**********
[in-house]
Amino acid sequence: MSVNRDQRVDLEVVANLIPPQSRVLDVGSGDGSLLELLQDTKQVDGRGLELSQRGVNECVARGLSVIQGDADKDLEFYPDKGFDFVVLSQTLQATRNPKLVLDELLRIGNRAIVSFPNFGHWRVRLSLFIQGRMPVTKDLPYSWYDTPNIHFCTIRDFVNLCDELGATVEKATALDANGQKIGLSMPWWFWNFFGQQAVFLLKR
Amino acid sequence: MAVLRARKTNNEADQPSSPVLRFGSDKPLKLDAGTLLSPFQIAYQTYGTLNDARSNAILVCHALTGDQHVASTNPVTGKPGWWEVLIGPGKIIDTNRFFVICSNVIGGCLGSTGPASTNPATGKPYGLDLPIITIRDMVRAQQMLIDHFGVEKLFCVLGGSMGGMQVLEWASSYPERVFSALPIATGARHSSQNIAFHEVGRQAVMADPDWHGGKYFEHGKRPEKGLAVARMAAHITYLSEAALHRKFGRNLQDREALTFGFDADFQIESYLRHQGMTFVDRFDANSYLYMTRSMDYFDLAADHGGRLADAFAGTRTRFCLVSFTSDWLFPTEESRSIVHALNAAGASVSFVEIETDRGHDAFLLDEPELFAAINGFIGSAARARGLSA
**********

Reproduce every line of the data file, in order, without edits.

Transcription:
[in-house]
Amino acid sequence: MSVNRDQRVDLEVVANLIPPQSRVLDVGSGDGSLLELLQDTKQVDGRGLELSQRGVNECVARGLSVIQGDADKDLEFYPDKGFDFVVLSQTLQATRNPKLVLDELLRIGNRAIVSFPNFGHWRVRLSLFIQGRMPVTKDLPYSWYDTPNIHFCTIRDFVNLCDELGATVEKATALDANGQKIGLSMPWWFWNFFGQQAVFLLKR
Amino acid sequence: MAVLRARKTNNEADQPSSPVLRFGSDKPLKLDAGTLLSPFQIAYQTYGTLNDARSNAILVCHALTGDQHVASTNPVTGKPGWWEVLIGPGKIIDTNRFFVICSNVIGGCLGSTGPASTNPATGKPYGLDLPIITIRDMVRAQQMLIDHFGVEKLFCVLGGSMGGMQVLEWASSYPERVFSALPIATGARHSSQNIAFHEVGRQAVMADPDWHGGKYFEHGKRPEKGLAVARMAAHITYLSEAALHRKFGRNLQDREALTFGFDADFQIESYLRHQGMTFVDRFDANSYLYMTRSMDYFDLAADHGGRLADAFAGTRTRFCLVSFTSDWLFPTEESRSIVHALNAAGASVSFVEIETDRGHDAFLLDEPELFAAINGFIGSAARARGLSA